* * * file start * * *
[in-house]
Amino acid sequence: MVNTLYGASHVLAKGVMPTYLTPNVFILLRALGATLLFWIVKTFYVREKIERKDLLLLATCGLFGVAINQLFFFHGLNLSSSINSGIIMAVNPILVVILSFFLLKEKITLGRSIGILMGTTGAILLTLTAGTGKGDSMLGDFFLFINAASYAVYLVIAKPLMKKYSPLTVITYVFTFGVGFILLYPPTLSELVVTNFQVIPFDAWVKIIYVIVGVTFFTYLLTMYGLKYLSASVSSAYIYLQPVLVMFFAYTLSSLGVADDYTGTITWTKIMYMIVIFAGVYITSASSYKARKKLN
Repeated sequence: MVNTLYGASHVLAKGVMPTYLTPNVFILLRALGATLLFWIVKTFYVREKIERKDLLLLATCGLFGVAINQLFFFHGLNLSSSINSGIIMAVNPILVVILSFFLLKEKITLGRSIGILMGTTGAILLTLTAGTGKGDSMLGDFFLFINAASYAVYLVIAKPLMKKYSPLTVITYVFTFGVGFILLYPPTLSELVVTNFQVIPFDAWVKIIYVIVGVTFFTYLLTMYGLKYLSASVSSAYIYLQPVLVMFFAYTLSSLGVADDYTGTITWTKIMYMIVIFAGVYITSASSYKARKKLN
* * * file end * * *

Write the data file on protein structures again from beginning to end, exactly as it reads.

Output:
[in-house]
Amino acid sequence: MVNTLYGASHVLAKGVMPTYLTPNVFILLRALGATLLFWIVKTFYVREKIERKDLLLLATCGLFGVAINQLFFFHGLNLSSSINSGIIMAVNPILVVILSFFLLKEKITLGRSIGILMGTTGAILLTLTAGTGKGDSMLGDFFLFINAASYAVYLVIAKPLMKKYSPLTVITYVFTFGVGFILLYPPTLSELVVTNFQVIPFDAWVKIIYVIVGVTFFTYLLTMYGLKYLSASVSSAYIYLQPVLVMFFAYTLSSLGVADDYTGTITWTKIMYMIVIFAGVYITSASSYKARKKLN
Repeated sequence: MVNTLYGASHVLAKGVMPTYLTPNVFILLRALGATLLFWIVKTFYVREKIERKDLLLLATCGLFGVAINQLFFFHGLNLSSSINSGIIMAVNPILVVILSFFLLKEKITLGRSIGILMGTTGAILLTLTAGTGKGDSMLGDFFLFINAASYAVYLVIAKPLMKKYSPLTVITYVFTFGVGFILLYPPTLSELVVTNFQVIPFDAWVKIIYVIVGVTFFTYLLTMYGLKYLSASVSSAYIYLQPVLVMFFAYTLSSLGVADDYTGTITWTKIMYMIVIFAGVYITSASSYKARKKLN